This extremely compact and delightful EP is an exception to the rule of thumb that when a band that did great in the 80s revives that they never quite have the magic that was there originally. Although it lacks the extremely large sounding production of the full length albums that followed soon after, it definitely foreshadows the eventual melding of their original traditional Metal sound with the faster and more atmospherically driven Power Metal style that was really beginning to blossom by 1999.
The most obvious influences that come into play when the atmospheric synthesizer prelude leaves and “The Legend” enters are JUDAS PRIEST and IRON MAIDEN. Being a song paying tribute to their recently deceased former vocalist, it has the melodic and atmospheric qualities of the former’s late 80s material, but the mid tempo pacing and Epic trappings of the latter. The principle riff has this sort of steady gallop to it that doesn’t quite travel as fast as say, “The Trooper”, but more like a non-Middle Eastern version of “Powerslave” with a lot more detailing and a vocal performance as gravely as Udo Dirkschneider on his best day, but all tempered with a mellow sounding keyboard backdrop.
As things progress onward, the Epic qualities drop back a little to give way for something a little catchier and riff happy. “Heart Of Fire” brilliantly melds the up beat and methodical riffing of ACCEPT with this driving middle section that goes through those rapid guitar solo tradeoffs that you’d normally expect out of HELLOWEEN circa 1985. “Princess Of The Rising Sun” carries a similar up beat quality to the previous song, but with an elaborate riff set that is more melodic than driving. Picture a song molded after “Breaking The Law”, but with a sense of somber storytelling rather than an anthem of angst and rebellion.
While all of this is definitely enjoyable to the ear of any fan of more guitar oriented Power Metal, the best song on here is the last one. “Howlers Of Insanity” definitely takes its cues from late 80s SABBATH, be it the down tempo beat, the Iommi tinged principle riff, or the keyboard ambience that literally sounds like Geoff Nichols doing session work. Songs just like this one made both “Headless Cross” and “Tyr” amazing albums, and even the lead guitar tracks sound heavily influenced by Iommi. The only thing that keeps this from being an all out SABBATH worship work is Joe Amore’s vocals, which sound nothing like any vocalist who ever worked in said band, but still a voice that works very well in this sort of traditional Doom Metal work.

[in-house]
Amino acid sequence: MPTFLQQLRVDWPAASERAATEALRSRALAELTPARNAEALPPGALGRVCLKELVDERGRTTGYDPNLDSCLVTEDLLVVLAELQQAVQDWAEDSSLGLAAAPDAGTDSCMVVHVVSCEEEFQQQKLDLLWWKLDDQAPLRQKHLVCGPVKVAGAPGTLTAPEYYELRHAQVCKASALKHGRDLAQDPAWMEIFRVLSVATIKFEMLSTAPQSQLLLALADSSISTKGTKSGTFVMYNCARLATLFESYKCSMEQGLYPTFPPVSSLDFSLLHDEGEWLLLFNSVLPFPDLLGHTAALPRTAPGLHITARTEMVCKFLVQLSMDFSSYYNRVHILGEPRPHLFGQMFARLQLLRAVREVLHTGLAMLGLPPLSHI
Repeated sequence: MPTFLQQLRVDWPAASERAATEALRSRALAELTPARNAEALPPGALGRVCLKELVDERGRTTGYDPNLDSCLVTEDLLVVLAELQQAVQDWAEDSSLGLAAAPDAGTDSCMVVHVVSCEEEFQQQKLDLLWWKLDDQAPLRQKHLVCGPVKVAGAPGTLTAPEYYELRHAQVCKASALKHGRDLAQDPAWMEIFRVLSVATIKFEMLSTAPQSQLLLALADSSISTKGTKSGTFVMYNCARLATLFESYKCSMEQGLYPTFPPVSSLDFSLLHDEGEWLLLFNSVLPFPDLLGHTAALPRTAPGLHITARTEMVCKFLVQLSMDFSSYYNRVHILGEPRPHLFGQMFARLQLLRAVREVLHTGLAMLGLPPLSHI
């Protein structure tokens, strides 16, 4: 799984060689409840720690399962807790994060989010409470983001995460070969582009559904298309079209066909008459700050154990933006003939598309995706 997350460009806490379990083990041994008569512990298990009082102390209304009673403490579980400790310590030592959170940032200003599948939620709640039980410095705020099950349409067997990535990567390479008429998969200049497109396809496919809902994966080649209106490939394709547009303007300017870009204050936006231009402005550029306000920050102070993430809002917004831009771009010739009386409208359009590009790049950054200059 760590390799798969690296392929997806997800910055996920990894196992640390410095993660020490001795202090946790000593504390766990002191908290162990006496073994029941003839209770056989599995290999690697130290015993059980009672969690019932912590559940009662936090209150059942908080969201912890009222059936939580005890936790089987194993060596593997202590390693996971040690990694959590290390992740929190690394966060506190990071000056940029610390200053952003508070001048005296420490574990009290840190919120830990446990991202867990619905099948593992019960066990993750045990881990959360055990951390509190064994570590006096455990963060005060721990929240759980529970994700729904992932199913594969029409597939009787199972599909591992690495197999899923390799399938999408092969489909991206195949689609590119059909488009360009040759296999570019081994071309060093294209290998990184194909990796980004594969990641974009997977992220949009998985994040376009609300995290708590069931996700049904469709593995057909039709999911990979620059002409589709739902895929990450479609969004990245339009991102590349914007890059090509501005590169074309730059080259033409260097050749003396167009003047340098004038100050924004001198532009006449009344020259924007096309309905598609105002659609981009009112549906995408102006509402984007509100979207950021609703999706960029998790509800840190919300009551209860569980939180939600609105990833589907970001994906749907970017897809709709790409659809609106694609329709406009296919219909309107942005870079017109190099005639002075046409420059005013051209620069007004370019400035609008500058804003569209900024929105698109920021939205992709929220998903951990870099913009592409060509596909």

Fans of the classic album “Cosmovision” and people who followed the band during their tenure in the 80s will like this, though perhaps for slightly different reasons. It definitely puts just as much emphasis on intricate riffing as it does on melody, whereas most others at this time tended to focus a little more on the latter, rather than the former. It’s short, it’s sweet, and unfortunately it is not an album that is widely talked about in comparison to the band’s other releases. Although this is to be expected with a band that has been as consistently good as these guys have been, it is also something that ought to be remedied sooner rather than later.
(Online December 11, 2008)